There is a vast amount of information about a city which is invisible to the human eye – crime levels, transportation patterns, cell phone use and air quality to name just a few. If a city was able to be defined by these characteristics, what form would it take? How could it be mapped?
Nadia Amoroso tackles these questions by taking statistical urban data and exploring how they could be transformed into innovative new maps. The "unseen" elements of the city are examined in groundbreaking images throughout the book, which are complemented by interviews with Winy Maas and James Corner, comments by Richard Saul Wurman, and sections by the SENSEable City Lab group and Mark Aubin, co-founder of Google Earth.
Table of Contents
Foreword Richard Saul Wurman Part 1: Essays 1. Map or Drawing? The Visual Expressions of Hugh Ferriss 2. Graphic Integrity of the Urban Complexity- Lynch, Wurman and Tufte 3. The DATAscapes: the Works of MVRDV 4. The Map-Art: Creative Measures in Landscape Mapping, the Works of James Corner Part 2: Drawings: the Map-Landscape 5.1 The Creative Map 5.2 The Map-Landscapes Afterword Mapping the Invisibles by SENSEable City Lab Carlo Ratti Google Earth: the Global Mapping Search Tool Mark Aubin
Nadia Amoroso specializes in visual representation as it relates to architecture, landscape architecture and the urban environment. She is a Lecturer at the University of Toronto, John H. Daniels Faculty of Architecture, Landscape, and Design. Amoroso was also a recent Visiting Fellow at Cornell University and Visiting Professor at the University of Arkansas. She has a Ph.D. in Architectural Studies, and degrees in Urban Design and Landscape Architecture. Amoroso is a principal of Orange + Blue Consulting, specializing in urban design, mapping and visual representation (digital and traditional means).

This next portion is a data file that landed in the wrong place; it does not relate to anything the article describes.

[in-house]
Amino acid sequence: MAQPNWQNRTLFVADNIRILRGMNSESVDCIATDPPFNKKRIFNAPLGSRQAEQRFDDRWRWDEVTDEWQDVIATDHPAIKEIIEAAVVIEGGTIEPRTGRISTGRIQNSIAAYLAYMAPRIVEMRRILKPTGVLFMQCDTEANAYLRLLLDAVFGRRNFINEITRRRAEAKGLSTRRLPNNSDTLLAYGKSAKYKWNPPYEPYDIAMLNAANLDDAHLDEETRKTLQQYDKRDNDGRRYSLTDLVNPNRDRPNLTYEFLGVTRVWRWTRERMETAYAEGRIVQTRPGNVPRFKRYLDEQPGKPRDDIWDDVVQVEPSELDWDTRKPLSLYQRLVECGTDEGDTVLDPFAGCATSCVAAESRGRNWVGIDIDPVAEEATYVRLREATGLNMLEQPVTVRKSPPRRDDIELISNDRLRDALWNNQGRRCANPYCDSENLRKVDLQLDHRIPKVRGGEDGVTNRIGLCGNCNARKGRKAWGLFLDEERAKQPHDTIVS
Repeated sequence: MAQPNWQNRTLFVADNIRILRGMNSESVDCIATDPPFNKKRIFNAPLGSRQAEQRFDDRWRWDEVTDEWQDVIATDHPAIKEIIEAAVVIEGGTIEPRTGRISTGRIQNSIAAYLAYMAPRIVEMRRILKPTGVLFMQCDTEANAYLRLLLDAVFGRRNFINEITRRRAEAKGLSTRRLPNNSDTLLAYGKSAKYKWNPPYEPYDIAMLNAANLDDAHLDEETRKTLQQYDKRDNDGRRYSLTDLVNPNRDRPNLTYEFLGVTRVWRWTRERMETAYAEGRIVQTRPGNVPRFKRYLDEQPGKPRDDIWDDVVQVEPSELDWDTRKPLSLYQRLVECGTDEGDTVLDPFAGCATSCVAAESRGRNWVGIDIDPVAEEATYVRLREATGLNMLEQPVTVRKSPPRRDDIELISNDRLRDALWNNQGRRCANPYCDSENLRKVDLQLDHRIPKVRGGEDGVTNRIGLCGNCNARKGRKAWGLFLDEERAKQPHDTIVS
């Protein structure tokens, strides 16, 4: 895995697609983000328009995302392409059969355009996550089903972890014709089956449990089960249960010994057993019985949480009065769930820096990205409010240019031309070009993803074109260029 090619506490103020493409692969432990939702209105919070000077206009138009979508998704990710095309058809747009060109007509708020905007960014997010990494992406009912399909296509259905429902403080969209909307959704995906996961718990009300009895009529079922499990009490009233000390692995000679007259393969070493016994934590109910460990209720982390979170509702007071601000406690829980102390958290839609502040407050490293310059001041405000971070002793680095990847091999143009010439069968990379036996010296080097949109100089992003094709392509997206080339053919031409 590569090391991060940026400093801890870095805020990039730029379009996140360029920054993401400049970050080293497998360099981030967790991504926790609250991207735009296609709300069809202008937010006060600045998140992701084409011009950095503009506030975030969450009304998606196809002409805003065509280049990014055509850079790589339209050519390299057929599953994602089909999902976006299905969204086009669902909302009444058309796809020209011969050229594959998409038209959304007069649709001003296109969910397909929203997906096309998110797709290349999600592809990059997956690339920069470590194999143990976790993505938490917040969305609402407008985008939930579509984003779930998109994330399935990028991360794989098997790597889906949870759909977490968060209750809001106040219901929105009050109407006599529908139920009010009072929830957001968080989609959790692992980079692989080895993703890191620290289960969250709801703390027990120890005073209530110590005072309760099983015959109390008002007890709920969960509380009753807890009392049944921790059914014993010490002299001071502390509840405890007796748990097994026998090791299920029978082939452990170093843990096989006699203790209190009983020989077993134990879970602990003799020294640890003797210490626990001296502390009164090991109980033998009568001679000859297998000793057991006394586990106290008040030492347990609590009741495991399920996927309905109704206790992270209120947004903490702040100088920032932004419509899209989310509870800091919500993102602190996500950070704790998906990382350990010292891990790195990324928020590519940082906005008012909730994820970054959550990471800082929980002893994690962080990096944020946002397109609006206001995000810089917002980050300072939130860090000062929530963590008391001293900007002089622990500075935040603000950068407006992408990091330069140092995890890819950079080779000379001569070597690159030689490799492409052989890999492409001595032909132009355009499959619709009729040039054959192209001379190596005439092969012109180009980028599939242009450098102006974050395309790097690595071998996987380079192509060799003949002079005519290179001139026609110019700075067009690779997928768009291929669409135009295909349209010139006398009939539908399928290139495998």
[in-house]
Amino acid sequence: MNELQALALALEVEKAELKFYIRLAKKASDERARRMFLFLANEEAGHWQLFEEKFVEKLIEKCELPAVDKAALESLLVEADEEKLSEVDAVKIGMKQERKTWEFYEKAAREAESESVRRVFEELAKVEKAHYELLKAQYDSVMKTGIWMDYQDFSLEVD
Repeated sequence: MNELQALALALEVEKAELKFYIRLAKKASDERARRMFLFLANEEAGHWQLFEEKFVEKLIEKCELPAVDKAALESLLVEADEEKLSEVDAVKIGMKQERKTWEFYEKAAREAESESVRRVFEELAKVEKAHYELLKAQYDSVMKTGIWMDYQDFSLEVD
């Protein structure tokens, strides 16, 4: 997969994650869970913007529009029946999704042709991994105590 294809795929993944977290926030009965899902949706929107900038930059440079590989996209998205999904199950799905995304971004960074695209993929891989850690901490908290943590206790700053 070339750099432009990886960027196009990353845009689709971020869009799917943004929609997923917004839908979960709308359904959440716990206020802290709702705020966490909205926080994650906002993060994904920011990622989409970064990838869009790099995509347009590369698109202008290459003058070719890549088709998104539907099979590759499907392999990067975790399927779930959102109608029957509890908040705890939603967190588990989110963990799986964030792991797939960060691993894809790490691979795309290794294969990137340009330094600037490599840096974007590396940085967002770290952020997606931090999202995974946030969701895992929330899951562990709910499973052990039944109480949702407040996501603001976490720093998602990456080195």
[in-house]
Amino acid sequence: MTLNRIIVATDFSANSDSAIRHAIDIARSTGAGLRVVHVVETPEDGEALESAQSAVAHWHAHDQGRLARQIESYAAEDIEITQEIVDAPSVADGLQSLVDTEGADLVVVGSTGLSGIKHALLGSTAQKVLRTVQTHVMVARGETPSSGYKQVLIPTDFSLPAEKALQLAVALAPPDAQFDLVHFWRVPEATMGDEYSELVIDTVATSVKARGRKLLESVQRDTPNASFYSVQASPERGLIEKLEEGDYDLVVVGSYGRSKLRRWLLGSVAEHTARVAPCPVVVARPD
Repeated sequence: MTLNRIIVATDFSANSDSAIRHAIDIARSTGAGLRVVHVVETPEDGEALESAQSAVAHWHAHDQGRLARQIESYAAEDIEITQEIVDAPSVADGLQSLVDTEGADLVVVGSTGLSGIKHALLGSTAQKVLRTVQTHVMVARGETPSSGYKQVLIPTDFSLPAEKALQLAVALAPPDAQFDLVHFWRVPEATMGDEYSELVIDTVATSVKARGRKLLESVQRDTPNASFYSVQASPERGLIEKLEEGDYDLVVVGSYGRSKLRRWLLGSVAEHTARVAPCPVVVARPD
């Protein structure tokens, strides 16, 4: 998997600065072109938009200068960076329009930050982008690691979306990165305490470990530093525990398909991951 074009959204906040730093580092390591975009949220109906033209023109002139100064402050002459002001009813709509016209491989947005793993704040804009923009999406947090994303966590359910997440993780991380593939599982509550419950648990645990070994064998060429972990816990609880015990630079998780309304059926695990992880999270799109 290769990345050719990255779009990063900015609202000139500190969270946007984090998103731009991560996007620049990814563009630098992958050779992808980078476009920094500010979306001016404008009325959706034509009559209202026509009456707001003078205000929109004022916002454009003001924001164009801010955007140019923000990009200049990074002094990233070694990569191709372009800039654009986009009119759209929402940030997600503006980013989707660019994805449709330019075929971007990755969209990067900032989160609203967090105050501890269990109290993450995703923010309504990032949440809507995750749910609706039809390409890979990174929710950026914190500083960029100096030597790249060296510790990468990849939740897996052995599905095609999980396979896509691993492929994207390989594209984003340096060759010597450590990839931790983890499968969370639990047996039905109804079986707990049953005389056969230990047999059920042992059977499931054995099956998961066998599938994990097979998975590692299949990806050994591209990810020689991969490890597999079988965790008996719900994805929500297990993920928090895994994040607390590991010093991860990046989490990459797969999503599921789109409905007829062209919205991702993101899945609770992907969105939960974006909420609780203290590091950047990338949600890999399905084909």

'[Amoroso] has brought to the forefront a visually exciting way to view information that has spatial, creative and suggestive outcomes. With a background in landscape architecture, urban design and architecture, she crafts maps as some kind of landscape form perceived by the data type. Maps as metaphor, the data as metaphor, map as art, data as art.' – Richard Saul Wurman, Information Architect
'We are on a cusp and Nadia Amoroso is one of the team players on this cusp of the New Map ... showing patterns with great clarity and singularity, combining scientific, physical structures, atmospheric conditions and showing these patterns over time, a day, a week, a month, a year or a decade.' – Richard Saul Wurman, Information Architect
'Nadia Amoroso takes the art and science of transforming statistical urban data into innovative maps to the next level in her recent book The Exposed City: Mapping the Urban Invisibles... The author provides guiding principles to suggest a selection process that proves useful to achieving the right balance between aesthetics and empirical evidence in the process of creating a a map.' - Amit Patel, Journal of Planning Education and Research